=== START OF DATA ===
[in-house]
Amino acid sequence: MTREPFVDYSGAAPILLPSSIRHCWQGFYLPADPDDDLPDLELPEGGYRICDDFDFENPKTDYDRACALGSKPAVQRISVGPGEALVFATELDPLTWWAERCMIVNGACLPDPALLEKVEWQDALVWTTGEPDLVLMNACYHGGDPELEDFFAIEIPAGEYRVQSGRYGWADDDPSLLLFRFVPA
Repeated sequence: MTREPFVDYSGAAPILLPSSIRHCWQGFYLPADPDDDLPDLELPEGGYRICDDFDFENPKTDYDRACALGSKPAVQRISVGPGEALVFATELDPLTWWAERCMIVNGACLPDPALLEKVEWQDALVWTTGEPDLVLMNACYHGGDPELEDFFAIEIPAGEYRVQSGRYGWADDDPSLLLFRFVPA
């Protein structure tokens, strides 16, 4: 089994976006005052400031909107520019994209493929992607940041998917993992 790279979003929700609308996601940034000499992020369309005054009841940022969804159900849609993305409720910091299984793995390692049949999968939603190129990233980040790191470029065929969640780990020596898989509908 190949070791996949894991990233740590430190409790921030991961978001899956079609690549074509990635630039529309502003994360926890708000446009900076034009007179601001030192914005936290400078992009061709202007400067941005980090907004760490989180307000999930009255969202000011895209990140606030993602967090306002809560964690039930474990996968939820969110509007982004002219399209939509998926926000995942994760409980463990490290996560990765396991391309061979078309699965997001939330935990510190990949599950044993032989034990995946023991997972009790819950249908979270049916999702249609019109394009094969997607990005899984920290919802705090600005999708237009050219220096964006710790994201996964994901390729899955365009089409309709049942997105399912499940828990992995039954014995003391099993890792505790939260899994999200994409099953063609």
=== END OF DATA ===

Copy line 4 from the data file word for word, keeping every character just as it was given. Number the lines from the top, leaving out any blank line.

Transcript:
């Protein structure tokens, strides 16, 4: 089994976006005052400031909107520019994209493929992607940041998917993992 790279979003929700609308996601940034000499992020369309005054009841940022969804159900849609993305409720910091299984793995390692049949999968939603190129990233980040790191470029065929969640780990020596898989509908 190949070791996949894991990233740590430190409790921030991961978001899956079609690549074509990635630039529309502003994360926890708000446009900076034009007179601001030192914005936290400078992009061709202007400067941005980090907004760490989180307000999930009255969202000011895209990140606030993602967090306002809560964690039930474990996968939820969110509007982004002219399209939509998926926000995942994760409980463990490290996560990765396991391309061979078309699965997001939330935990510190990949599950044993032989034990995946023991997972009790819950249908979270049916999702249609019109394009094969997607990005899984920290919802705090600005999708237009050219220096964006710790994201996964994901390729899955365009089409309709049942997105399912499940828990992995039954014995003391099993890792505790939260899994999200994409099953063609």